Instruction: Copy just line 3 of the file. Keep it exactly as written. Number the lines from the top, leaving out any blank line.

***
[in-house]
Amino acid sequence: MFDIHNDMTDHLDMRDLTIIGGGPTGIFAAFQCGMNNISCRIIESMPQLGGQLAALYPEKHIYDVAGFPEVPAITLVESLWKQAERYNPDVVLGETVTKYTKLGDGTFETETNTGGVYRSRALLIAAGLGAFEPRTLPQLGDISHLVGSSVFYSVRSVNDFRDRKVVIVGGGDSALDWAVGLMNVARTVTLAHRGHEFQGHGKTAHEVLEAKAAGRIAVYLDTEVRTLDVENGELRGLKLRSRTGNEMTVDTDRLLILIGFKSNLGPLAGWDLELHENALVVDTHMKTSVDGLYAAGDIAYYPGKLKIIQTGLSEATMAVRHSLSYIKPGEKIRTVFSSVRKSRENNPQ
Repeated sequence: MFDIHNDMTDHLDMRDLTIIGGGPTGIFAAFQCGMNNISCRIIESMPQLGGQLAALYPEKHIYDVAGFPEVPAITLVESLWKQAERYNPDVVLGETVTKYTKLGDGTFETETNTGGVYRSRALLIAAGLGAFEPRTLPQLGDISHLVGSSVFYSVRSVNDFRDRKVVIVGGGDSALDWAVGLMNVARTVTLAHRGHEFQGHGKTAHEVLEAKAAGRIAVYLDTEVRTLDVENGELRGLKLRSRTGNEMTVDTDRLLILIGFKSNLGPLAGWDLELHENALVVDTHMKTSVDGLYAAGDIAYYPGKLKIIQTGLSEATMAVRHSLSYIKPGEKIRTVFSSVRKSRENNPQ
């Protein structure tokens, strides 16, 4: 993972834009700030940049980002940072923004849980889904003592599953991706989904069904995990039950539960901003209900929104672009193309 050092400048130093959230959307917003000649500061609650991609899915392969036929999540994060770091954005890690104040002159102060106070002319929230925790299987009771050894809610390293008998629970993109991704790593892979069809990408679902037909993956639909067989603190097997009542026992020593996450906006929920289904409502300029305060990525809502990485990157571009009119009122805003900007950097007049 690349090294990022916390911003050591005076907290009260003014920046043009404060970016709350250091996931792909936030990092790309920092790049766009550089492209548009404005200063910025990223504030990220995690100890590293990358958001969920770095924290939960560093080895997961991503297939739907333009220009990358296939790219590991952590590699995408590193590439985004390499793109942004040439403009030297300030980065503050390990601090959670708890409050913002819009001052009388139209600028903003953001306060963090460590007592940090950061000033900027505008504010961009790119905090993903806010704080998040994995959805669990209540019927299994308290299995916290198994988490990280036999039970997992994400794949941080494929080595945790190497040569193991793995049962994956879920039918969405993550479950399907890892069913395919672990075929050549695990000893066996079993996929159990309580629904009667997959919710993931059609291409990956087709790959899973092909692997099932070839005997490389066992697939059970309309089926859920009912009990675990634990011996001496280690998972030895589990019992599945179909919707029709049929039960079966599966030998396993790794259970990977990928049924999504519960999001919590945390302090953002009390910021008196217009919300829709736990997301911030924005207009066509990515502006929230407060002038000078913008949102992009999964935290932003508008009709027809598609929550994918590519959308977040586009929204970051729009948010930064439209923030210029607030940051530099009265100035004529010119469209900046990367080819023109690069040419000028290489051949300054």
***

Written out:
Repeated sequence: MFDIHNDMTDHLDMRDLTIIGGGPTGIFAAFQCGMNNISCRIIESMPQLGGQLAALYPEKHIYDVAGFPEVPAITLVESLWKQAERYNPDVVLGETVTKYTKLGDGTFETETNTGGVYRSRALLIAAGLGAFEPRTLPQLGDISHLVGSSVFYSVRSVNDFRDRKVVIVGGGDSALDWAVGLMNVARTVTLAHRGHEFQGHGKTAHEVLEAKAAGRIAVYLDTEVRTLDVENGELRGLKLRSRTGNEMTVDTDRLLILIGFKSNLGPLAGWDLELHENALVVDTHMKTSVDGLYAAGDIAYYPGKLKIIQTGLSEATMAVRHSLSYIKPGEKIRTVFSSVRKSRENNPQ